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Avon High School musicians perform for patients in hospice care

This orchestra, comprised of current members and alumni from Avon High School, performs for patients at Life's Journey Home.

Life's Journey Home specializes in end-of-life hospice care. In fact, 20 residents have died at the facility in just the last month.

"It's an incredible thing people want to shy away from and are fearful of. Most of us fear death," Laury Wallace, owner of the Life's Journey Home said. "We are all going there. How can we make that the best experience possible?"

Oddly enough, Abby Heck a soon-to-be junior at Avon High School had an answer. 

She had been working to set up a chamber music club, which ultimately led to a very surprising summer concert series.

"When you can see them and make that audience connection, it's so much better," Heck said. 

The connection that seems to bridge the age gap.

"I can't put it into words," Dean Westman, orchestral director at Avon High School said. "I don't know how to put that into words." 

The nice thing with music is he doesn't have to.

"It's a good feeling to know you are helping someone," Heck said. "You are making their last few moments as good as possible because it is why we are here. It's just incredibly rewarding."

This orchestra, comprised of current members and alumni from Avon High School, ends every Friday performance by going door-to-door to the individual patient's patio. Marge has a signal. If her door is open she wants to hear some fiddle music.

"It's hard when you come back and you know they are gone but the flip side is you know you brought some level of positivity, dignity and joy to them at a time when it was needed the most," Joel Powell the assistant director of orchestra at Avon High School said.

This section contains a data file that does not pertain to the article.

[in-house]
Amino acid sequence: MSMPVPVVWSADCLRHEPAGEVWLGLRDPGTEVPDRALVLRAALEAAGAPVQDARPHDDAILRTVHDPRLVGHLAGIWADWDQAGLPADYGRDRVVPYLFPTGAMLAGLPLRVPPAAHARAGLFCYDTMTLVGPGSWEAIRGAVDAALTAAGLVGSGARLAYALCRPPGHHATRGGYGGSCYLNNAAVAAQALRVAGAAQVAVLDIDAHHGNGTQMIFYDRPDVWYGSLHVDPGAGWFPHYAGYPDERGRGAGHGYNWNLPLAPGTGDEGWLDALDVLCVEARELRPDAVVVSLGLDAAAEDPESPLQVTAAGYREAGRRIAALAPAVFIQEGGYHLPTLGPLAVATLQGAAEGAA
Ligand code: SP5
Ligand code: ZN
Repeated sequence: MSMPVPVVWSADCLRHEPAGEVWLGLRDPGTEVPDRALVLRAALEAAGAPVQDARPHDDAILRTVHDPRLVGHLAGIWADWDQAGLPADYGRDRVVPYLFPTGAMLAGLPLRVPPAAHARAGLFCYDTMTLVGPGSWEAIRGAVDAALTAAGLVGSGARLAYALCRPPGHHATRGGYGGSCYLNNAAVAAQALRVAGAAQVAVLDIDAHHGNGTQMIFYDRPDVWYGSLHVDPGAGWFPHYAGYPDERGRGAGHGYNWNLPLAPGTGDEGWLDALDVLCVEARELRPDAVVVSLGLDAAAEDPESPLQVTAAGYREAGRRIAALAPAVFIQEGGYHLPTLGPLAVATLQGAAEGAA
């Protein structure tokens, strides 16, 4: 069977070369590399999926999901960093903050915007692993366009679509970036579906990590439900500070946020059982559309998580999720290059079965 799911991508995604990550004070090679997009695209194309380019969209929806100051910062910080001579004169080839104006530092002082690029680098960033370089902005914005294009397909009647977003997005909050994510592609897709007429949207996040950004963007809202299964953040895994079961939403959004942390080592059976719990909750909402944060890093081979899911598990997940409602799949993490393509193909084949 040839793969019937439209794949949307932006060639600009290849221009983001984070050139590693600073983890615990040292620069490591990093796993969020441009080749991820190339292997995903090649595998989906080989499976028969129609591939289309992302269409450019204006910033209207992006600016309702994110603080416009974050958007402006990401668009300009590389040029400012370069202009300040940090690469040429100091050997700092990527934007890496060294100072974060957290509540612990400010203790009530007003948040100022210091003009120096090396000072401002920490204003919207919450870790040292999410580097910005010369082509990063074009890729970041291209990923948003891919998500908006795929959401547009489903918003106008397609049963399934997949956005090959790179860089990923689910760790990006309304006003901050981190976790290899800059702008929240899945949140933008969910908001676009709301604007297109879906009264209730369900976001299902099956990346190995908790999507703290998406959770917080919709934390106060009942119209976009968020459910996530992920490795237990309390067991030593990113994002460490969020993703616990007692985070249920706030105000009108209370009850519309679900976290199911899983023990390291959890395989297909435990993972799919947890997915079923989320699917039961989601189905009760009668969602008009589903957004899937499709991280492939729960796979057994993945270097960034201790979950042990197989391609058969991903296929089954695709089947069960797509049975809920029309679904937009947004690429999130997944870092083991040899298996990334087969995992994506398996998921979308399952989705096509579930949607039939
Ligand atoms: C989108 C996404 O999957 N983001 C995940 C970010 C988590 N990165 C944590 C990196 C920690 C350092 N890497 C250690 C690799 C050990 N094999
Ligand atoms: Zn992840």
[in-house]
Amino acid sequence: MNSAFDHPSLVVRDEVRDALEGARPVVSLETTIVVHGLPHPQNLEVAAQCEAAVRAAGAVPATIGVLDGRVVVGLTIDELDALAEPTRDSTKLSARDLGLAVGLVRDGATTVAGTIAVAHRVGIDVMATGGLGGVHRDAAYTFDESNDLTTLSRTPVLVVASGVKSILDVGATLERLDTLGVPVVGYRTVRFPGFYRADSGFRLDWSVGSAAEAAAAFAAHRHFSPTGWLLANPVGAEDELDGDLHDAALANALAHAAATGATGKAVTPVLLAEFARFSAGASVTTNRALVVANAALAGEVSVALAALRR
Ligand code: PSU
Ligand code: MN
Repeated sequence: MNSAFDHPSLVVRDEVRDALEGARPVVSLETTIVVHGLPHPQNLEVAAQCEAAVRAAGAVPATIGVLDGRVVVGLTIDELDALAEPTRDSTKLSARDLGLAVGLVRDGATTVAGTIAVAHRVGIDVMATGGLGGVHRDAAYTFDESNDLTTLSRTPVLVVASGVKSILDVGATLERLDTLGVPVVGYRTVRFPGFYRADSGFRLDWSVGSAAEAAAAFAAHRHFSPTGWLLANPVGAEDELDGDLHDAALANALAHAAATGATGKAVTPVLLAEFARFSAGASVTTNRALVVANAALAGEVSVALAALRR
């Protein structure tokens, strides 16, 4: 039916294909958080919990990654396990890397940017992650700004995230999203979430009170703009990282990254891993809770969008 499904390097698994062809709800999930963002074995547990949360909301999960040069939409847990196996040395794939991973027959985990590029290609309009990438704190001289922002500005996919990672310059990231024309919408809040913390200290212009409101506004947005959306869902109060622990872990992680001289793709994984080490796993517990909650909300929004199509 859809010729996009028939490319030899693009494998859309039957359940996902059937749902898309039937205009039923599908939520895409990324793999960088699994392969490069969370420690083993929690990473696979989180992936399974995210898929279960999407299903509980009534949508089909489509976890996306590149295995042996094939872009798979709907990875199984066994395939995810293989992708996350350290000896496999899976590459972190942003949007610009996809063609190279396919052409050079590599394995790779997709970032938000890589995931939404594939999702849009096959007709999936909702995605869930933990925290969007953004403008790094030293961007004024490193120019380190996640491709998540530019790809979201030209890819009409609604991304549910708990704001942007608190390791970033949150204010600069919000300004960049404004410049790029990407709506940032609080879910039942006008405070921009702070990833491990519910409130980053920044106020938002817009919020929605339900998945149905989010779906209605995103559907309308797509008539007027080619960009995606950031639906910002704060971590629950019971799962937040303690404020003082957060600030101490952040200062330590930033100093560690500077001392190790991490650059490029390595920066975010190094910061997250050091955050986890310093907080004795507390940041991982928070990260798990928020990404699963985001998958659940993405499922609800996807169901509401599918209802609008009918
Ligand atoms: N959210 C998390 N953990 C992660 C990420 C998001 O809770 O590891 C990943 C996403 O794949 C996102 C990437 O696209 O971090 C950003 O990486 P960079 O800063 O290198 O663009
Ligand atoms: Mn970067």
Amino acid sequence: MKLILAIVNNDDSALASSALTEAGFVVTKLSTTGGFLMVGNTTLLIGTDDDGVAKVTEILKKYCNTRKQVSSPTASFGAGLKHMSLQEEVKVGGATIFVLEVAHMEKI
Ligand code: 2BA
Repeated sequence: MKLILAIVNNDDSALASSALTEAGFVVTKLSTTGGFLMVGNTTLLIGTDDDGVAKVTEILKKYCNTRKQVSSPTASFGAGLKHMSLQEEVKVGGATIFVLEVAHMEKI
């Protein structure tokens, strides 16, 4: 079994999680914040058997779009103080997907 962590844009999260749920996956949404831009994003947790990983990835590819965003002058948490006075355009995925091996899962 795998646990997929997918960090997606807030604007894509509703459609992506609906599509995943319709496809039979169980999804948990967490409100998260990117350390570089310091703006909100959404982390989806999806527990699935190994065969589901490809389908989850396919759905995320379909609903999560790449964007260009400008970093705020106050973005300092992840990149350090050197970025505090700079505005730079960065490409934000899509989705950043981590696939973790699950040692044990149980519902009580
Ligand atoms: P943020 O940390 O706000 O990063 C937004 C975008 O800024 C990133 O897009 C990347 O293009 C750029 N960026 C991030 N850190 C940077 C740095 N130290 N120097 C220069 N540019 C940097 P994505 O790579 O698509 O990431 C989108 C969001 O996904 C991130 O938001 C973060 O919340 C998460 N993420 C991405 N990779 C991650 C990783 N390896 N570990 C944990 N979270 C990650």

It's estimated that by the time the kids return to play the following Friday, three of the five stops people they've played for previously will no longer be around. 

"It's an incredible honor," Wallace said. "You are the last person to give them the gift of music." 

"I saw a student last week play 'Somewhere Over the Rainbow' for somebody as they were actually passing," Dean Westman said. "That is as human a connection as they get. That can never be taught in a classroom. That is why I teach."

It is as heart wrenching a performance as one can imagine. 

"I thought it would be little recitals and it's been really rewarding and a great experience," Abby Heck concluded.

You can say it's the power of music and you wouldn't be wrong but you can also say it's the power of the human spirit.

"It's touched them as much as it's touched any of my staff members and patients," Wallace said.